In the world of international development, Liberia has recently attention for contracting out management of some public schools to the private sector. The Financial Times and The Economist have covered this story. That is partly due to the fact that the large American company involved, Bridge International Academies, is funded by, among others, Mark Zuckerberg and Bill Gates. Predictably, Liberia’s policy has aroused the ire of international teacher unions and NGOs.
This focus on Bridge is a shame. Something else is happening in Liberia – and other war-affected countries – which is much more noteworthy. I have been to Liberia and Sierra Leone, countries recently torn by civil war, as well as South Sudan, still in the throes of bloody conflict. Journeying into the slums, I quickly found what I’ve found in every other developing country: a low-cost private school, after low-cost private school. Experts I’d spoken to before my visit told me I might find a small number of church or NGO schools, but nothing else. In fact, I found huge numbers of schools run by proprietors – “for-profit” low-cost schools.
In Liberia I researched seven major slums, some with expressive names: you can guess why the slum “Chicken Soup Factory” is so called, although you’d be wrong about “Red Light”, which is named after Monrovia’s functioning traffic light. In these slums, I found 430 private schools, serving 100,000 children. Sixty-one percent of the schools were “for profit”, run by men and women entrepreneurs as small businesses, to provide better education than was available elsewhere. Going door to door for a household survey in the largest slum revealed 71 per cent of children in private schools, and only 8 per cent in government schools (the remaining 21 per cent were out of school).
Children in the low-cost private schools outperformed those in government schools, and private schools provide better quality for a fraction of the cost. The cost to parents of sending a child to private school turned out to be not much more than sending to a supposedly “free” government school, as any school – public or private – requires extra costs such as shoes, uniform, books and transport, and these tended to dwarf the cost of school fees.
What’s not to like? Development experts concede that such schools might be tolerated as a “necessary evil”. But only temporarily. They argue that every effort should be made to “normalise” education, to ensure government education ministries fulfil their proper roles of regulating, funding and providing state education for all. The only twist in that story is Liberia’s bold attempt to bring in international operators to manage some state schools. Given that there are so many existing low-cost private schools in Liberia, run by local entrepreneurs, maybe it would have been better to have harnessed their energies, perhaps by providing parents with vouchers to use in private schools of their choice, than to bring in controversial outsiders?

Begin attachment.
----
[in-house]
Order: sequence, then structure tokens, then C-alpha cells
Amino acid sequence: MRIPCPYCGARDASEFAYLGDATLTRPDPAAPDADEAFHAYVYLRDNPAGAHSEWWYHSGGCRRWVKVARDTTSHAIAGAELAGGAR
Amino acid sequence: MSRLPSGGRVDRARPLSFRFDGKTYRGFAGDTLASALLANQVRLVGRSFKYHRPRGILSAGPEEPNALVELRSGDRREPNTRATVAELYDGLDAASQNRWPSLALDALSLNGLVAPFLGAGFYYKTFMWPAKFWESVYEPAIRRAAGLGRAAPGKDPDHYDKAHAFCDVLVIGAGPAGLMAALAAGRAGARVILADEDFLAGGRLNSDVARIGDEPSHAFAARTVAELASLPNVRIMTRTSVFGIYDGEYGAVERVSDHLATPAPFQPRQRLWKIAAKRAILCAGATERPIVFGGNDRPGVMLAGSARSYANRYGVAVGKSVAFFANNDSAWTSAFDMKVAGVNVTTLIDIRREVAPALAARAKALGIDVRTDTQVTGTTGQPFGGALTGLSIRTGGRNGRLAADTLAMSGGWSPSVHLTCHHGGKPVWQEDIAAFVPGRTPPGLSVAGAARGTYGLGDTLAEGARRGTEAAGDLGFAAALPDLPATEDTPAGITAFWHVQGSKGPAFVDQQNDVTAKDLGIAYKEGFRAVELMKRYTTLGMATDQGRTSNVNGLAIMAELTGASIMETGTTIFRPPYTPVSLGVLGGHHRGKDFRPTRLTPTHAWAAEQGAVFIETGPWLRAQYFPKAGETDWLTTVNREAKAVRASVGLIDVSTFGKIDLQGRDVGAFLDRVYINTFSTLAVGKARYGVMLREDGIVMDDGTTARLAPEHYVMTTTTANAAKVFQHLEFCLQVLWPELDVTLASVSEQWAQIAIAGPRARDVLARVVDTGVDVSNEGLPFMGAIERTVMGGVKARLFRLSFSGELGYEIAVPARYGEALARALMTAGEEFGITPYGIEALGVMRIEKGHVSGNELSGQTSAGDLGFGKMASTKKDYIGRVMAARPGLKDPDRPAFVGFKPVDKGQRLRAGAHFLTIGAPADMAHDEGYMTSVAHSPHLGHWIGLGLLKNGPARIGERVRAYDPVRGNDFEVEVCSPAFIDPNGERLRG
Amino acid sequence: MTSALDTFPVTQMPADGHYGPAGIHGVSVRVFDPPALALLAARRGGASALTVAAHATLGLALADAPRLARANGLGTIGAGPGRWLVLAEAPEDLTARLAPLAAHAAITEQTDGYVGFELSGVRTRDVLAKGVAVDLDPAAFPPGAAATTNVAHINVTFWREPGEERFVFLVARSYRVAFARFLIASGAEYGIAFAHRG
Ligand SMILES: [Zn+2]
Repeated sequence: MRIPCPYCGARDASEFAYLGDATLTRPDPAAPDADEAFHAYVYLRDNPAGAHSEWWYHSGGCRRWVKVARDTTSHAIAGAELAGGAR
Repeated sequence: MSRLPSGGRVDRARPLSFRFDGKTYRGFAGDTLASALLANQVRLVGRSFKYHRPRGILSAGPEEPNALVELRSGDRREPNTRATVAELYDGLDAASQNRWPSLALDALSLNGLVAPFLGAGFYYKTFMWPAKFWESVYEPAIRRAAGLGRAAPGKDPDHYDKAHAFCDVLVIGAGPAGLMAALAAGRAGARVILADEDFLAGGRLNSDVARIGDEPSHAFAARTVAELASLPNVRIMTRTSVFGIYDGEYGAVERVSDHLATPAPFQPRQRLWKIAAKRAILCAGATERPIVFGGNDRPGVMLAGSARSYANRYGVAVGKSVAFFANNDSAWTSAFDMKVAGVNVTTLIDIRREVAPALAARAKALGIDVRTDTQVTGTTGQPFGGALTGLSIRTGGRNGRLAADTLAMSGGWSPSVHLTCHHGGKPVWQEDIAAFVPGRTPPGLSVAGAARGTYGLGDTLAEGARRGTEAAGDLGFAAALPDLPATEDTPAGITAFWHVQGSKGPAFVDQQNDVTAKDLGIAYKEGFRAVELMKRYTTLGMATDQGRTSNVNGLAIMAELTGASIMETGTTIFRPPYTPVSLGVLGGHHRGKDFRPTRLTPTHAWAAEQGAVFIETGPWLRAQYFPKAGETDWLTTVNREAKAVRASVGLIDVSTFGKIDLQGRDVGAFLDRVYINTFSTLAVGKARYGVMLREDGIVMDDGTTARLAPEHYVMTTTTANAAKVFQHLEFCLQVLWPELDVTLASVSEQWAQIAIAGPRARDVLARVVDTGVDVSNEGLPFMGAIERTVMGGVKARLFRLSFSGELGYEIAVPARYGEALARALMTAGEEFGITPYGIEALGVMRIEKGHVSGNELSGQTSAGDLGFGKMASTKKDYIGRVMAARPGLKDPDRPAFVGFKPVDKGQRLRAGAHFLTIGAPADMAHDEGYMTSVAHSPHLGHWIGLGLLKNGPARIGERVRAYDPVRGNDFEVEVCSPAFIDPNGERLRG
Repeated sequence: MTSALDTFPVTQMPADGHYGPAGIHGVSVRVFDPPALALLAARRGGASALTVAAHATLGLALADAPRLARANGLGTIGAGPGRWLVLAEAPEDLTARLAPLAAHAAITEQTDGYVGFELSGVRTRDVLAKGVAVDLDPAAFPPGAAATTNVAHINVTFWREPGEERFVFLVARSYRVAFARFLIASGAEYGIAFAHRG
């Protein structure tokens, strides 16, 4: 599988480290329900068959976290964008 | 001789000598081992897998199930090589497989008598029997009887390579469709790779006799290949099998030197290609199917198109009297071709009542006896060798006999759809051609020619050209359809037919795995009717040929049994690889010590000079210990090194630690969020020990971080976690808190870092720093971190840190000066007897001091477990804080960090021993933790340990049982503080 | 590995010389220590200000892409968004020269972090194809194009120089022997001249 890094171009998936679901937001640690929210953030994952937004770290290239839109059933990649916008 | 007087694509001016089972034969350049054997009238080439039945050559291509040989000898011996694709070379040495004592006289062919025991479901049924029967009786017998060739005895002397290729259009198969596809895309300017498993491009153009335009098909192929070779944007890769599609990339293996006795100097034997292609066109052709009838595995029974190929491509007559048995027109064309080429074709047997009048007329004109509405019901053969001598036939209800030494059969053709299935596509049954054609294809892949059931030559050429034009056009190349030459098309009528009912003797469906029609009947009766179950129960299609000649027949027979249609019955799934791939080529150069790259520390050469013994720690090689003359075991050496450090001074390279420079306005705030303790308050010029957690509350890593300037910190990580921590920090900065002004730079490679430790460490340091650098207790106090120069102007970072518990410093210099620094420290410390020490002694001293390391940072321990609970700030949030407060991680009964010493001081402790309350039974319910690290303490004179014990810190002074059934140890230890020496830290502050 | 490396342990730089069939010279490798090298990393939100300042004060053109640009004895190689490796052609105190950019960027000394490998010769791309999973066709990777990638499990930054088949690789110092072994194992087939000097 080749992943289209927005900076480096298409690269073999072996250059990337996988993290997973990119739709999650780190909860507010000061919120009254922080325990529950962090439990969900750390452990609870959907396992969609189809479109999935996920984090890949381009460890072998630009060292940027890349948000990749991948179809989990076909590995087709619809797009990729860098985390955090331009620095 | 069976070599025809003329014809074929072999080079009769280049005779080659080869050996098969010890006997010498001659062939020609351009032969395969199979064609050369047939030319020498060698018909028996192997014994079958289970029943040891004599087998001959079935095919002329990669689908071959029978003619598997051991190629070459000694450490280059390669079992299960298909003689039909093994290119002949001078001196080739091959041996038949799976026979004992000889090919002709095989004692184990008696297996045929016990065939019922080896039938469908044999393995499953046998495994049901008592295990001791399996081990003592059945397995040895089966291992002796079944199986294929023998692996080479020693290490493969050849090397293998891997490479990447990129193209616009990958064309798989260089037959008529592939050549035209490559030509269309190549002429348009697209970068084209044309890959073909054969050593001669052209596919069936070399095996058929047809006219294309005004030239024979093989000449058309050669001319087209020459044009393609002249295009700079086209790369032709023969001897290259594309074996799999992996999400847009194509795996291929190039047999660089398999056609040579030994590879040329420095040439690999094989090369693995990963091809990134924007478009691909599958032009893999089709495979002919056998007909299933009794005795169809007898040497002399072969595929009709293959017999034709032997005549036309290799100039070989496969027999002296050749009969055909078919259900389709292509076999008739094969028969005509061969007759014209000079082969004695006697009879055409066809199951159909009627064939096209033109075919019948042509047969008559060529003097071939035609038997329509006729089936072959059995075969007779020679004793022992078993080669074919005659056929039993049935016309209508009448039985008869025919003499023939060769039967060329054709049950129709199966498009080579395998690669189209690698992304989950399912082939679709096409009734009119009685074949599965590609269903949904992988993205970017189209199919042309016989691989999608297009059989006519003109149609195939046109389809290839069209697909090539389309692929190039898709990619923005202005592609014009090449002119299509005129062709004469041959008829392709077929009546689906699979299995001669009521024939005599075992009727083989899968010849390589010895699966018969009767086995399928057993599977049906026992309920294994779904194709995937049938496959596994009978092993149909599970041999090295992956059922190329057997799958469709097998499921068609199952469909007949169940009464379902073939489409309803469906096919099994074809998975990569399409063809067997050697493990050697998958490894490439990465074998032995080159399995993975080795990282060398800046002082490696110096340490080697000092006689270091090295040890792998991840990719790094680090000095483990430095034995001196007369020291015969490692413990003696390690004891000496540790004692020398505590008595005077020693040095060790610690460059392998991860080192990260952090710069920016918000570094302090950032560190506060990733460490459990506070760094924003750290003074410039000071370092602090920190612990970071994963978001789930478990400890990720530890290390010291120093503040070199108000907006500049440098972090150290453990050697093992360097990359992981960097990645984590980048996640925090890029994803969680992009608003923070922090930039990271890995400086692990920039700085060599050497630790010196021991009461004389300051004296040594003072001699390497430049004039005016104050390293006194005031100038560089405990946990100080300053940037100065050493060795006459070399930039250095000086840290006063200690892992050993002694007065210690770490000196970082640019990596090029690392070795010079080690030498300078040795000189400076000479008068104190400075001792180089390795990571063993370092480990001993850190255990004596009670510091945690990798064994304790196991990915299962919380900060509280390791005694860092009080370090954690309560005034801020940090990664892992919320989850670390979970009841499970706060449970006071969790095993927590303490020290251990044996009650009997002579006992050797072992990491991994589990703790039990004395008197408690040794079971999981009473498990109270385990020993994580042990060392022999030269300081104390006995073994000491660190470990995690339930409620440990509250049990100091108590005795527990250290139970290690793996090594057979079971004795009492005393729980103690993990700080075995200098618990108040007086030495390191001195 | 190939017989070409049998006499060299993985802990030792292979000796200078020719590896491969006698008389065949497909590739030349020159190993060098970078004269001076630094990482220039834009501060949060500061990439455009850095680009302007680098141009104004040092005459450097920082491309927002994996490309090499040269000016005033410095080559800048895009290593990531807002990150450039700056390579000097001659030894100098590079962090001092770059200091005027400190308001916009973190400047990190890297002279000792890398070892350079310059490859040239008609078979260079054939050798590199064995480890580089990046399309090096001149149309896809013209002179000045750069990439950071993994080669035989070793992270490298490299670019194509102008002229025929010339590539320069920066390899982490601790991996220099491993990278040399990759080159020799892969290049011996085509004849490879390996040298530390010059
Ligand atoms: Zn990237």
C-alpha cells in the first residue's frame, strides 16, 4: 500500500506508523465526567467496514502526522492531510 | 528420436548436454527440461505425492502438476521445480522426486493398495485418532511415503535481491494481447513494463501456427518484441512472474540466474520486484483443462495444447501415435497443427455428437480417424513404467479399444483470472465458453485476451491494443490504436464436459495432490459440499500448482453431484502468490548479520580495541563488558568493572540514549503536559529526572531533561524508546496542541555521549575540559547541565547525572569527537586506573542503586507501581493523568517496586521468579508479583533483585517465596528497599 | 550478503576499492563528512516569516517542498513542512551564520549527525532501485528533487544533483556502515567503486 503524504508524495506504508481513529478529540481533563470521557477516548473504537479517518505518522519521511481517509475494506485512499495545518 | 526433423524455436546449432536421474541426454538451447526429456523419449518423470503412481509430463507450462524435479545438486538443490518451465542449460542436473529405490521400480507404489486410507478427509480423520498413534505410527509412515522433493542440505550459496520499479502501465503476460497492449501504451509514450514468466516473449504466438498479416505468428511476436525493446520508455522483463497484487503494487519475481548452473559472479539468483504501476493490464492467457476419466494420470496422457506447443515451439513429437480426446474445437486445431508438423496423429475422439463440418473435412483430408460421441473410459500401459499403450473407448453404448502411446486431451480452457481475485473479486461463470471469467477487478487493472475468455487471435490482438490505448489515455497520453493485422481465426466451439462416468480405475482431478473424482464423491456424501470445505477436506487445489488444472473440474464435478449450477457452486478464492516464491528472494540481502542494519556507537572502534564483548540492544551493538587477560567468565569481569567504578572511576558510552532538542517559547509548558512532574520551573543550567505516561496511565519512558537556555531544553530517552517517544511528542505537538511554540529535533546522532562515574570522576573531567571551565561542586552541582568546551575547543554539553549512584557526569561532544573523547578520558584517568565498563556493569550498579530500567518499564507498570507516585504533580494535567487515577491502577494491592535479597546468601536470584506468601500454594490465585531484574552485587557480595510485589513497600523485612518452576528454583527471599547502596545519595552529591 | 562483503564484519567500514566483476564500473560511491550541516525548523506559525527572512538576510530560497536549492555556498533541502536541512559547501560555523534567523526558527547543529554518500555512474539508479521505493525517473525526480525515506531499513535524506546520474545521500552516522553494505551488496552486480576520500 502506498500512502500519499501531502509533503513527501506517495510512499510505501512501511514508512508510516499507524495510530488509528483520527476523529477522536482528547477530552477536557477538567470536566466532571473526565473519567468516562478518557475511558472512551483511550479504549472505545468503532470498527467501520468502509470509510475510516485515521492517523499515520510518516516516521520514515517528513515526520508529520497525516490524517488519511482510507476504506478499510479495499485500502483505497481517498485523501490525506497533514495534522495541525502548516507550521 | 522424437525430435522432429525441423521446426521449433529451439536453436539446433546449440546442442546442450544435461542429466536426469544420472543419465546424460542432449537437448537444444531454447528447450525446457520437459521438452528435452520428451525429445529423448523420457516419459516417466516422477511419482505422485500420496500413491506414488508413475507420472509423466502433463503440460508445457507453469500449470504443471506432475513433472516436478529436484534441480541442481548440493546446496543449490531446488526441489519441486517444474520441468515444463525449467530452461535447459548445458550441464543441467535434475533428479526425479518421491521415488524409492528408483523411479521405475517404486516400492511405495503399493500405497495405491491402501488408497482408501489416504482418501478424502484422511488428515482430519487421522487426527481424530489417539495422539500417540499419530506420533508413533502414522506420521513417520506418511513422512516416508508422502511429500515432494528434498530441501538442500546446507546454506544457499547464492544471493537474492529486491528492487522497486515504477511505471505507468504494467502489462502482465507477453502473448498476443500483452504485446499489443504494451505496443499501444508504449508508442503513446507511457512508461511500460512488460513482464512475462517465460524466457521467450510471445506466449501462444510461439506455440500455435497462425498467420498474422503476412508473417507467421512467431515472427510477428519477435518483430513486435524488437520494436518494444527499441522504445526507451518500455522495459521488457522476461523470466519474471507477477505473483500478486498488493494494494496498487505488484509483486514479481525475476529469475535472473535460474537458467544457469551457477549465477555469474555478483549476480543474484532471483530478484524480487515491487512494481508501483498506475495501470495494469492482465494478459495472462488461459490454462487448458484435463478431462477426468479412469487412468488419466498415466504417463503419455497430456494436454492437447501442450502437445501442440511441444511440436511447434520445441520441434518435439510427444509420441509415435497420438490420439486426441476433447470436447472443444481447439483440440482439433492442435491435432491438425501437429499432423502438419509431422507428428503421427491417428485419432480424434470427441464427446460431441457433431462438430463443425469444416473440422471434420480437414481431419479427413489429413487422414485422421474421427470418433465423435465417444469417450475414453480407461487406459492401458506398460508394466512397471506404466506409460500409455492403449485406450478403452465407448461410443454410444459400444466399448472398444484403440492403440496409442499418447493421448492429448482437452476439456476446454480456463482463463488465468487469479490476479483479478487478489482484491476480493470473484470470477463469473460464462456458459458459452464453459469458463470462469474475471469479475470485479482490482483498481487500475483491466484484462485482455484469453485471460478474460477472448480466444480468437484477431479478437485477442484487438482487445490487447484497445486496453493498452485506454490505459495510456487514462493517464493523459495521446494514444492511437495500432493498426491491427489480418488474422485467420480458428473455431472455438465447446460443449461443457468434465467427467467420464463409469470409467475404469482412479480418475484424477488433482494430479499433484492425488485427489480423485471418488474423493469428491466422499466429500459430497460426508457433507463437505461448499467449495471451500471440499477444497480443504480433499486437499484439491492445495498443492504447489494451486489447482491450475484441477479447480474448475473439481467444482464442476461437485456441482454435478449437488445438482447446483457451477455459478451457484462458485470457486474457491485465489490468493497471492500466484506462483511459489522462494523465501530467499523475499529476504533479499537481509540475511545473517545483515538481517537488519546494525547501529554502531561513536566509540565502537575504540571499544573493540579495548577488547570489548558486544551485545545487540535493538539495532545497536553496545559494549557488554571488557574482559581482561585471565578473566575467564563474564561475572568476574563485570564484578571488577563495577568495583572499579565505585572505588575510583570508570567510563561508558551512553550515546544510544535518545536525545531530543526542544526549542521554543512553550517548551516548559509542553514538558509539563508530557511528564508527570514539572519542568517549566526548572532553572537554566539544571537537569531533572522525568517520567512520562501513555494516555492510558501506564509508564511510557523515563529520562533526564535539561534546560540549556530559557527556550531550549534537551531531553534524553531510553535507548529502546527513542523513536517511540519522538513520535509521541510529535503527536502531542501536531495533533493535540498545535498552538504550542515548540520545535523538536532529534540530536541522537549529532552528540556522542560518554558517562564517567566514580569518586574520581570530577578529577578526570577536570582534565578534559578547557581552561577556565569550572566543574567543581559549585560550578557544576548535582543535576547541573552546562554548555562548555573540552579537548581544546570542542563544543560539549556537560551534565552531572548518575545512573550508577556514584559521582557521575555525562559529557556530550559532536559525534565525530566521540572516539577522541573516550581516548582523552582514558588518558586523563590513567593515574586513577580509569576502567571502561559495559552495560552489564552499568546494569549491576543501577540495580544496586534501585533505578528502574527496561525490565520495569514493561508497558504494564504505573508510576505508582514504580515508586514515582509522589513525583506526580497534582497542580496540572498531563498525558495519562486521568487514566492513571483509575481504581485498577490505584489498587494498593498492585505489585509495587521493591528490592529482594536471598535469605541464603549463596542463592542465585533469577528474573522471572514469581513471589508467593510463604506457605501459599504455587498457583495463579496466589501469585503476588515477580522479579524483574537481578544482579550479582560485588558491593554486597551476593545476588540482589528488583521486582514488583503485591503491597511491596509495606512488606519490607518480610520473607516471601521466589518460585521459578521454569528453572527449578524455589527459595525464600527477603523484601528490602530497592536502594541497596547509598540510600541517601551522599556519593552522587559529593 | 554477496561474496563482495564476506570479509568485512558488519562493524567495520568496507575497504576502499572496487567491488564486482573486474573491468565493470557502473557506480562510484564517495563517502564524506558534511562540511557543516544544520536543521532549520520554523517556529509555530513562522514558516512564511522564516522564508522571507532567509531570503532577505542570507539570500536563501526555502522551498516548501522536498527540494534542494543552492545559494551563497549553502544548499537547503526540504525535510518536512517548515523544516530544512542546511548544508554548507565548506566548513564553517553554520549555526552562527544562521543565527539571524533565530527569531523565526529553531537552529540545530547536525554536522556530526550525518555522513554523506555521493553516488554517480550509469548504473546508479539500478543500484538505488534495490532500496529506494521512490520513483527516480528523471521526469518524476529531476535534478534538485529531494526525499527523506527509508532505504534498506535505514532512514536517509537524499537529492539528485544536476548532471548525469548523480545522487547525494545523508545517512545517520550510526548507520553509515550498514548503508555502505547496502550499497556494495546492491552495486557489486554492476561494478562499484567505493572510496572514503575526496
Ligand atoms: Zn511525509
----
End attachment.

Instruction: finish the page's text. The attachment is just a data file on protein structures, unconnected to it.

In any case, there’s a huge elephant in the room. It is well documented that one of the primary causes of civil war in each of these countries was government control of education. In Liberia, witness after witness to the Truth & Reconciliation Committee, established to soothe the tribulations of war, spoke of government using education as a tool of oppression. In Sierra Leone, those in power favoured their own peoples educationally at the expense of others. One of the major reasons for the breakaway of South Sudan was enforced Islamisation of schooling, as well as severe educational inequalities perpetuated against the people of the south.
Surprisingly, this is accepted by development experts. They don’t see any contradiction between acknowledging this and promoting as the only way forward a return to full government control of education. There will be the “right kind” of government education this time, they claim.
But my research suggests an alternative approach that goes with the grain of what poor parents are choosing. In conflict-affected countries, low-cost private schools should be celebrated as major contributors to providing high quality educational opportunities for all. Let education in conflict-affected states be as far as possible left to the private sector. This will reduce the temptation for governments to use education for political purposes, reduce corruption, and lead to higher standards and better value-for-money to boot.
Once one is going down this road, it may have implications for ideas on the role of government in education elsewhere. Why not extend the same argument to Nigeria or India, where there’s also a burgeoning low-cost private sector, which outperforms government education at a fraction of the cost? And even – now here’s a thought – to the UK too.
In developing countries, one reason parents prefer low-cost private education is because of the parlous state of government education; state schools in England & Wales or Scotland aren’t as bad as all that. But my current research suggests that it may be better for a nation, for its democracy and its people, if education is outside of the state altogether.
I’m not convinced that this principle of independence applies only to war-torn nations, so I’m exploring the possibility of creating a chain of low-cost private schools here too. My inspiration is the extraordinary endeavours of educational entrepreneurs, battling against odds that others would find daunting, who have succeeded in providing quality education in the most difficult places on earth.